Bear Market Update 20220507

Three months ago Financology declared a bear market in force for stocks and bonds.  If anything it’s intensified since. Given the recent market turbulence, let’s do a special update of Synthetic Systems.  The focus here isn’t the forecasts – they haven’t changed much – but on recent market activity … we want to assess how closely the SS forecast is tracking.  Is it still valid?  Or have events gone so far off the rails that its guidance has too?

We have at least two major extraneous processes at work … the collision of China’s Zero Covid policy with a Covid resurgence and Russia’s Ukraine War with an extreme western response.  In addition we have Federal Reserve policy that, while intrinsic to the economic and financial system, has been so far removed from historical experience as to behave in a quasi-extrinsic way.  It seems possible these developments could stress SS to the point of failure.  So let’s take a look and see how far on or off track SS is so far.

Synthetic Systems 20220507

Synthetic Systems 2022.25

Hmmm … not as far off as you might think.  The action is in the blue line.  Stocks have barely sold off in real terms, but the dollar has risen sharply.  It takes fewer dollars to buy the same stuff, so you get lower prices.  Nominal bond prices have sustained a double whammy, having plunged in real terms and declined nominally versus the rising dollar.

Let’s take a fresh look at the FDI for a bit more color.

FDI 20220507
 

Here we see a similar picture.  The dollar has been appreciating, and at an accelerating rate into this past week.  Not to raise alarms, but the picture bears a close resemblance to the early days of the 2008 crash.  Compare the far right part of the plot with the far left part.  In both cases there is a transition from a steep inflationary decline to a deflationary rise.

The FDI by itself sheds no light on whether this rise will reverse imminently or accelerate further into a 2008 style spike.  Synthetic Systems however weighs in on the side of reversal.  In which case the recent dollar surge would pivot into a decline, manifested in a sharp rebound rally for stocks, bonds and commodities. This could easily kick off as soon as early next week.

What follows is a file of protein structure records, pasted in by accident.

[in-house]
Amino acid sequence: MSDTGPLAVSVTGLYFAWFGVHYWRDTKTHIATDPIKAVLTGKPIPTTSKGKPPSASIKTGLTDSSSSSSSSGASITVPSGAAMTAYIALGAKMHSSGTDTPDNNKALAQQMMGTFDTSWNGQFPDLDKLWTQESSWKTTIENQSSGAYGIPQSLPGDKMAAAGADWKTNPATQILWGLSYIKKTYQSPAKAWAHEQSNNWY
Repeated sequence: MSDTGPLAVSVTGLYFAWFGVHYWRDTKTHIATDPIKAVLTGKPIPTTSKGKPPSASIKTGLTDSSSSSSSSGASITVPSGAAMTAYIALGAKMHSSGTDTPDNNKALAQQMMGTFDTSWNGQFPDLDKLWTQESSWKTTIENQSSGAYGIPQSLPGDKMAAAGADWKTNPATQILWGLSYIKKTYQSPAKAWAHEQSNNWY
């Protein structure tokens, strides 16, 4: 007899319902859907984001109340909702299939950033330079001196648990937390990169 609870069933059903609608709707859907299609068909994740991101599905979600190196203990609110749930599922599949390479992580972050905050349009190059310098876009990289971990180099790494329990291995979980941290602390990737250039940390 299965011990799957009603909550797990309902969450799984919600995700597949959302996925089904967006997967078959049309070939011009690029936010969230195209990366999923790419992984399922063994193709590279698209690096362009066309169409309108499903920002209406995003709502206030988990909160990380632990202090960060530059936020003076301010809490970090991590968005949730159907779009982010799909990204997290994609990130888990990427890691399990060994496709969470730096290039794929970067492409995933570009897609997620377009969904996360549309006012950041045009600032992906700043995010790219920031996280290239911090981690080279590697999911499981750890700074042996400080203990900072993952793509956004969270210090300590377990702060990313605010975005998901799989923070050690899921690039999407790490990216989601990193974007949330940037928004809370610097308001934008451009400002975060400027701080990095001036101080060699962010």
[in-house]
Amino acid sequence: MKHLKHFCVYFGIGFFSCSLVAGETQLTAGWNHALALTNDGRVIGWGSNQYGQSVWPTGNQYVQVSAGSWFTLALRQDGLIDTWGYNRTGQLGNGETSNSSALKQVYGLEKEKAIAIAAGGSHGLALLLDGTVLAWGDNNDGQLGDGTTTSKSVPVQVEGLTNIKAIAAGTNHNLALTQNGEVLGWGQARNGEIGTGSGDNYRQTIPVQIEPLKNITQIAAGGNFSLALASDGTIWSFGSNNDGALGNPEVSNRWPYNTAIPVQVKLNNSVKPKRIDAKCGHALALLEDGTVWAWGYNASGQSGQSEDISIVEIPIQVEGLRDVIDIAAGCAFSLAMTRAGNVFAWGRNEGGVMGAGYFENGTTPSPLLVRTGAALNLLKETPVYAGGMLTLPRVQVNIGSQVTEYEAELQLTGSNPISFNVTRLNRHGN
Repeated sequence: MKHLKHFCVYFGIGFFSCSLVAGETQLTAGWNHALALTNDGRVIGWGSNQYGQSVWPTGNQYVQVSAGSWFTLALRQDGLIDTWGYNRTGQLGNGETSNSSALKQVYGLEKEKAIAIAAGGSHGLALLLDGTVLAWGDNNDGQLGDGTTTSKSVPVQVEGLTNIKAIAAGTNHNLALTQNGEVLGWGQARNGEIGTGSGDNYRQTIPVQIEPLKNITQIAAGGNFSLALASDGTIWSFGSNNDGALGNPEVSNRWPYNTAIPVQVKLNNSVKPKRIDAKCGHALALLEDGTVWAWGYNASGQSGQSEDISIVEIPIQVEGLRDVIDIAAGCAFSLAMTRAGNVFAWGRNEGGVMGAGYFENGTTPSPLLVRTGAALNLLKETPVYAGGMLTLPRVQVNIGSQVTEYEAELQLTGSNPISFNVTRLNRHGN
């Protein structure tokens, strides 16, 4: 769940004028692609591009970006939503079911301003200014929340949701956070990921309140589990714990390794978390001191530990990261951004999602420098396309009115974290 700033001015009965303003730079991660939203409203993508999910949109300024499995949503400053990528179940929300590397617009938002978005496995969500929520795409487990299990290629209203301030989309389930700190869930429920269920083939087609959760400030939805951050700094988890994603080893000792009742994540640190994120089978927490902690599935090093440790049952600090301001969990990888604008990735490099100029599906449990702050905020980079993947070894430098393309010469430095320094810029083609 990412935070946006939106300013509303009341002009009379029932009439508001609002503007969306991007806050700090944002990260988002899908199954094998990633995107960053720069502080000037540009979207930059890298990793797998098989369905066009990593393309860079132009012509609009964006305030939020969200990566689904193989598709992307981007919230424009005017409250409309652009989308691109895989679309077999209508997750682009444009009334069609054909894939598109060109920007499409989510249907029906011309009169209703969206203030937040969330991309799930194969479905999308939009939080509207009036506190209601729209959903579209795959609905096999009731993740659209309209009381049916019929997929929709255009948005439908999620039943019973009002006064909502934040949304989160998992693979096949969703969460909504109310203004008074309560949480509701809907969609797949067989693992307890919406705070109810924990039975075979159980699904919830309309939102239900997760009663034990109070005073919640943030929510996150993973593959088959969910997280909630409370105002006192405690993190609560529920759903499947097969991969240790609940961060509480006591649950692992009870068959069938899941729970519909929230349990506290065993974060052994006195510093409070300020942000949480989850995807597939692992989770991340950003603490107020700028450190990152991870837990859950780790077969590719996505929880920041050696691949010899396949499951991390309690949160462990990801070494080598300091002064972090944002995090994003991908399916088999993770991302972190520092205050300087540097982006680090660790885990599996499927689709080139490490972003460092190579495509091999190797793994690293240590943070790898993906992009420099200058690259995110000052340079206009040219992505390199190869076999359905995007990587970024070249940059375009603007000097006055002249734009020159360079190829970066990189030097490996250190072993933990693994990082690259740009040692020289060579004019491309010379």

My conclusion is that such a scenario shouldn’t be surprising at all.  Yet at the same time the factors identified above, exogenous and quasi-exogenous, are undeniably at work and throw more than the usual amount of doubt on the reliability of the SS outlook.  Not to mention that we’re putting a lot of stock in a very short time frame well below SS’s range of competence.  My instinct and experience suggest that the forecast summer rally in stocks and commodities is still in play, but that the question of from what levels is quite open.  I’m still stoutly overweight cash but have far from completely exited stocks and maintain around neutral allocations to bonds and commodities including gold.

Difficult as it may be for the investorate, the rising dollar and nominal declines in asset prices to date are a silver lining for inflation.  The most positive development on the latter front would be if that summer rally for stocks and commodities does not materialize, or that it springs from much lower levels.  If SS turns out to be correct and it does come to pass, the likelihood is that the fall declines SS has penciled in will be devastating and that we are indeed courting a 2008 like scenario or worse.

5 thoughts on “Bear Market Update 20220507

  1. Bill Terrell says:

    “In which case the recent dollar surge would pivot into a decline, manifested in a sharp rebound rally for stocks, bonds and commodities. This could easily kick off as soon as early next week…”

    There is a potential catalyst in tomorrow’s CPI report. If it comes in substantially below last month’s 8.5% YOY rate, it could light a fire under depressed markets. Ordinarily that might not be the case, but the markets are deeply oversold and the reaction could be exaggerated. The financial media would likely take a softer advance as a victory narrative and a sign the Fed will be less aggressive. As usual, whether that narrative is accurate is secondary … markets looking for an excuse to rally won’t question it too deeply.

    Conversely, a hot CPI report would be like throwing a lead weight onto a sinking ship. That’s a less likely scenario though … although it’s very early, the first tentative incursions of the rising FDI could have begun to filter into consumer prices and offer a bit of relief. The bigger risk is that the rebound in asset prices is more than temporary and consumer price trends again worsen.

  2. Peter Fife says:

    Thanks for your ongoing updates… Just thought it might be good for you to know that there those of us out here who often read but infrequently comment.

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